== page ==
Black Boy Out of Time

An eloquent, restless, and enlightening memoir by one of the most thought-provoking journalists today about growing up Black and queer in America, reuniting with the past, and coming of age their own way....

Honey Girl

With her newly completed PhD in astronomy in hand, 28-year-old Grace Porter goes on a girls’ trip to Vegas to celebrate. She is not the kind of person who goes to Vegas and gets drunkenly married to a woman whose name she doesn’t know...until she does exactly that....

The Prophets

A singular and stunning debut novel about the forbidden union between two enslaved young men on a Deep South plantation, the refuge they find in each other, and a betrayal that threatens their existence....

Rainbow Milk

An essential and revelatory coming-of-age narrative from a thrilling new voice, Rainbow Milk follows 19-year-old Jesse McCarthy as he grapples with his racial and sexual identities against the backdrop of his Jehovah's Witness upbringing....

No Ashes in the Fire

From a leading journalist and activist comes a brave memoir. When Darnell Moore was 14, three boys from his neighborhood tried to set him on fire. In No Ashes in the Fire, he shares the journey taken by that scared, bullied teen who not only survived, but found his calling....

Don't Call Us Dead

Award-winning poet Danez Smith is a groundbreaking force, celebrated for deft lyrics, urgent subjects, and performative power. Don't Call Us Dead opens with a heartrending sequence that imagines an afterlife for black men shot by police....

Unapologetic

Drawing on Black intellectual and grassroots organizing traditions, including the Haitian Revolution, Unapologetic challenges all of us engaged in the social justice struggle to make the movement for Black liberation more radical, more queer, and more feminist....

You Should See Me in a Crown

Liz Lighty has always believed she’s too black, too poor, too awkward to shine in her small Midwestern town. But it’s okay - Liz has a plan that will get her out of Campbell, Indiana: attend the uber-elite Pennington College, play in their world-famous orchestra, and become a doctor....

Redefining Realness

Narrated by the author herself, Janet Mock’s Redefining Realness is meant to be heard. In the memoir, Mock, a transgender activist, details her progression from coming out as gay to coming out later in life as transgender. What makes the book so powerful is that Mock’s story and path, while unique, is universally empowering. In an era when gay rights are advancing, it’s all the more important to listen to the stories and voices that remain on the fringe, notably within the LGBTQ community itself, across racial and gender identities.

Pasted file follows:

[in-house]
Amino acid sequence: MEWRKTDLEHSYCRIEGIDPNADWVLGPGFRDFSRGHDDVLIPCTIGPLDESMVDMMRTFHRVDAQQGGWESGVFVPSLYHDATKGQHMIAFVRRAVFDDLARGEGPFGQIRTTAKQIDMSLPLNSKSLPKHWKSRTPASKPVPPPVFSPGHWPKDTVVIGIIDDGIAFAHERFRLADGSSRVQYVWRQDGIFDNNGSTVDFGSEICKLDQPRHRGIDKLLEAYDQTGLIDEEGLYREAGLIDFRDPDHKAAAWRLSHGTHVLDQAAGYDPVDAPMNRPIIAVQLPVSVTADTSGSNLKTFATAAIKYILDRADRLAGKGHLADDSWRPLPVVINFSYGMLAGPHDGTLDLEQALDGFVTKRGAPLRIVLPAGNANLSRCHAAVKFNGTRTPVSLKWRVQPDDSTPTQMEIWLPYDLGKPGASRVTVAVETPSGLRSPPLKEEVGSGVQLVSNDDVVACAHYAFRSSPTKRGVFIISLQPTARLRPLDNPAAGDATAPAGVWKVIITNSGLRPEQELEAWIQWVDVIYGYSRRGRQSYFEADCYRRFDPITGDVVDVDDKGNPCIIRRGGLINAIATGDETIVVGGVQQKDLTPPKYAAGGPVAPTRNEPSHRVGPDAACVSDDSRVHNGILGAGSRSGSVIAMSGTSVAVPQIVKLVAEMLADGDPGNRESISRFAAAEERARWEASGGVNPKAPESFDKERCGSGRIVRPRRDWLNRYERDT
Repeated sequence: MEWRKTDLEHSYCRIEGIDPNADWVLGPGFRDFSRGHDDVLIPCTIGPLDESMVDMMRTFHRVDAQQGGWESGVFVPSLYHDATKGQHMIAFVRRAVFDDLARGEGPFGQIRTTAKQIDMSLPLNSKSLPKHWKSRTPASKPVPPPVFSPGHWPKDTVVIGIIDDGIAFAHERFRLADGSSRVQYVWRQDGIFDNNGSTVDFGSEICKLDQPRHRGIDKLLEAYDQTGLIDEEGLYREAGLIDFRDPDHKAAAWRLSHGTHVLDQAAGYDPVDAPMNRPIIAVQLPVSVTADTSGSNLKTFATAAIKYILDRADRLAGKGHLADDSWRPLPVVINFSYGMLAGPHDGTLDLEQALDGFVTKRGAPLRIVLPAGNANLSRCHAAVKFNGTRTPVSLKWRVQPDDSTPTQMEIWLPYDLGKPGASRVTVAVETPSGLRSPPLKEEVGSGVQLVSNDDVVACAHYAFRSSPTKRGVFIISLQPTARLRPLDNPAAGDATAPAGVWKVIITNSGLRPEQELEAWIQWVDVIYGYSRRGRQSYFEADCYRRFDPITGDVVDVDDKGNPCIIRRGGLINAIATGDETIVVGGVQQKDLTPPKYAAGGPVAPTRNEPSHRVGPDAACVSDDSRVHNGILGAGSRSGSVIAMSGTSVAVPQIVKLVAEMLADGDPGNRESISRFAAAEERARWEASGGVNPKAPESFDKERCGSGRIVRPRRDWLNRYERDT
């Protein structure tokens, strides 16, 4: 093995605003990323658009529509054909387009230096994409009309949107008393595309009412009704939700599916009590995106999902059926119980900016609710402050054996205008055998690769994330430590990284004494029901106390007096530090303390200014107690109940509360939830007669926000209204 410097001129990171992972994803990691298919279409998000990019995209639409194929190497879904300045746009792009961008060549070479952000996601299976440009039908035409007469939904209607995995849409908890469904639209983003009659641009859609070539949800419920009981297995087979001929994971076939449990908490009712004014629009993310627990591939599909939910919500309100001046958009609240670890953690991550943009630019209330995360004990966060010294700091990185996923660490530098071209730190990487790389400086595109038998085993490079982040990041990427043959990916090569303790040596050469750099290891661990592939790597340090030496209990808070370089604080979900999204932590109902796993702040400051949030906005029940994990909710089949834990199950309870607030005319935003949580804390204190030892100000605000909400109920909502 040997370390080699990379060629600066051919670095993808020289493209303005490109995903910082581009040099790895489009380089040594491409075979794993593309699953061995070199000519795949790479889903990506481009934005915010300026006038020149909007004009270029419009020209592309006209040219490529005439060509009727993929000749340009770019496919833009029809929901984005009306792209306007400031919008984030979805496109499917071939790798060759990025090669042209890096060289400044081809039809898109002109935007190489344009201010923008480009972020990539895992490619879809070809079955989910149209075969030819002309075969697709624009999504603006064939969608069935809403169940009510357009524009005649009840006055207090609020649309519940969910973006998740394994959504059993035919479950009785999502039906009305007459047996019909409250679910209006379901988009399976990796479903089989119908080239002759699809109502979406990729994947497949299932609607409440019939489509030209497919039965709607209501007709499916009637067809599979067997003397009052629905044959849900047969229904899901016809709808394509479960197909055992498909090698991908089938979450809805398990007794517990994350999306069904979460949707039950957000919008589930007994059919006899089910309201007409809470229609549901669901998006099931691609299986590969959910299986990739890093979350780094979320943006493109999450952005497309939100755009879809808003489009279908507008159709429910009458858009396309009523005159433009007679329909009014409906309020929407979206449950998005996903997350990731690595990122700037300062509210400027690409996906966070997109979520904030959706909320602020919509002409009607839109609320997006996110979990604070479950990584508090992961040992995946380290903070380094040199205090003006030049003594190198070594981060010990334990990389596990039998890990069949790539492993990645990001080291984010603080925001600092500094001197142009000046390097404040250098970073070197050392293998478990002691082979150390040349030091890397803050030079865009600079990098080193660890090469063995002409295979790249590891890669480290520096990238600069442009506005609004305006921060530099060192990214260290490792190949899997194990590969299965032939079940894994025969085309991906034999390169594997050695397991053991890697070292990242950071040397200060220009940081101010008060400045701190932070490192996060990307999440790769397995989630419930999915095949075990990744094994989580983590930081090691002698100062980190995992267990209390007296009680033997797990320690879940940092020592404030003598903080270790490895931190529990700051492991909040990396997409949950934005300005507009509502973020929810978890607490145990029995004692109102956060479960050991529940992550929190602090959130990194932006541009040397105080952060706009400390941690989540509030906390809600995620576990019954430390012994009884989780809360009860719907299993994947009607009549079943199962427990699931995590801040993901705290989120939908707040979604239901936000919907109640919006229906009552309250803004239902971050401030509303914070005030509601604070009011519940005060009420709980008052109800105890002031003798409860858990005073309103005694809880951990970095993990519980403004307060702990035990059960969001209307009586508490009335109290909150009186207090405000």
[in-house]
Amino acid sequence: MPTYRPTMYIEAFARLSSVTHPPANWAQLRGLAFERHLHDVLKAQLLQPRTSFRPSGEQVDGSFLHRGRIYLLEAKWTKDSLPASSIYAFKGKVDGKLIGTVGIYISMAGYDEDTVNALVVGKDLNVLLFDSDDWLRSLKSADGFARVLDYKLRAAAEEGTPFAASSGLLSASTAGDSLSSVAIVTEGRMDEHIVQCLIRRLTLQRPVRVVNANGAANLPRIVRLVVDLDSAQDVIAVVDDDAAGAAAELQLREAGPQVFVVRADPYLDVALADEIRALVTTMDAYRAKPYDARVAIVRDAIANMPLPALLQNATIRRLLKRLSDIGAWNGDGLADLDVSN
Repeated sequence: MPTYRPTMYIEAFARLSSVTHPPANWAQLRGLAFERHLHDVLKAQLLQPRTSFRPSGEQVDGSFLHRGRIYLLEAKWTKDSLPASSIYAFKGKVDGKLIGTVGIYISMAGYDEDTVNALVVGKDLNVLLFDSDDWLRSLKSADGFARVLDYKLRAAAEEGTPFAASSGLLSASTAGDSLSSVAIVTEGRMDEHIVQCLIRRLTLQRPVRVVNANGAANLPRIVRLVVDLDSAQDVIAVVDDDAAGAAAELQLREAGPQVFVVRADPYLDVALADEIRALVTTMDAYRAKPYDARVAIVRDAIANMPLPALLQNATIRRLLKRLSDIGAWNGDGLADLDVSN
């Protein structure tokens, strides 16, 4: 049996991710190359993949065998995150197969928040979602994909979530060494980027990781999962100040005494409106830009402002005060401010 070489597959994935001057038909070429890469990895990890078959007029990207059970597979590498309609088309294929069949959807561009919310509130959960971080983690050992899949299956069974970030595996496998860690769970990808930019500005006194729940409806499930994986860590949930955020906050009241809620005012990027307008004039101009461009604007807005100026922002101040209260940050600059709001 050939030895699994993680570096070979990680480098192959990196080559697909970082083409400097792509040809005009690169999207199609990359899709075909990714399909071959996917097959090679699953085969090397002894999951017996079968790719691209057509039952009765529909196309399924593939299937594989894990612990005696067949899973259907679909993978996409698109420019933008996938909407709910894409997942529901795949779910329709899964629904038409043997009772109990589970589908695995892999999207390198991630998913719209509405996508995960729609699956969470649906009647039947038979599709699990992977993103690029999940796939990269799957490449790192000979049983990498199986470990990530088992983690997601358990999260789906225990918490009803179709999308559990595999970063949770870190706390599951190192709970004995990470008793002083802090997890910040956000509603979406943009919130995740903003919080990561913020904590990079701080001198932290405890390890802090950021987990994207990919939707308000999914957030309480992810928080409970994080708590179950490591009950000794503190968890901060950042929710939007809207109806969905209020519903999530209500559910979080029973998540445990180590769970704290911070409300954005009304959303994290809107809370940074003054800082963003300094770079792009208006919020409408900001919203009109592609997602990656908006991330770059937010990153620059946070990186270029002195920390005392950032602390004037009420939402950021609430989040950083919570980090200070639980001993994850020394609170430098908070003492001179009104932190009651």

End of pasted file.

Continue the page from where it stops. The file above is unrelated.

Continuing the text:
Giovanni's Room

In this classic novel by literary great James Baldwin, David is a young American man living in Paris whose girlfriend has just left for Spain, where she plans to contemplate whether or not she wants to marry him. Meanwhile, David takes up an affair with an Italian man named Giovanni, and must reckon with his attraction to both sexes and his personal history while navigating his own desires and his family’s expectations for him. Giovanni's Room is a classic LGBTQIA+ novel, with a sensitive performance by narrator Dan Butler.

Freshwater

An extraordinary debut novel, Freshwater explores the surreal experience of having a fractured self. It centers around a young Nigerian woman, Ada, who develops separate selves within her as a result of being born "with one foot on the other side"....

All Boys Aren't Blue

In a series of personal essays, prominent journalist and LGBTQIA+ activist George M. Johnson explores his childhood, adolescence, and college years in New Jersey and Virginia....

Native Country of the Heart

Native Country of the Heart is the writer and activist Cherrie Moraga's love letter to her "unlettered" mother. It begins with her mother, Elvira Isabel Moraga, who as a child, along with her siblings, was hired out by her own father to pick cotton in California's Imperial Valley....

An Unkindness of Ghosts

Aster lives in the low-deck slums of the HSS Matilda, a space vessel organized much like the antebellum South....

MotherStruck!

Meet. Love. Break. Recover. That’s been the routine of Staceyann Chin’s romantic life. But at 35, after yet another devastating breakup and overcome by an urgent and all-consuming desire to have a child, Chin realizes she’s running out of time....

How We Fight for Our Lives

In this moving memoir, award-winning poet Saeed Jones tells of his childhood in the South and his coming of age as a gay Black man. Full of vignettes from his life, this memoir covers everything from his contentious relationship with his mother to his travels across the country. At its heart, Jones’s personal story is about the lengths we go to discover who we really are and then fight to be ourselves. Jones narrates his memoir, which is only appropriate—it’s powerful to hear his words in his own voice.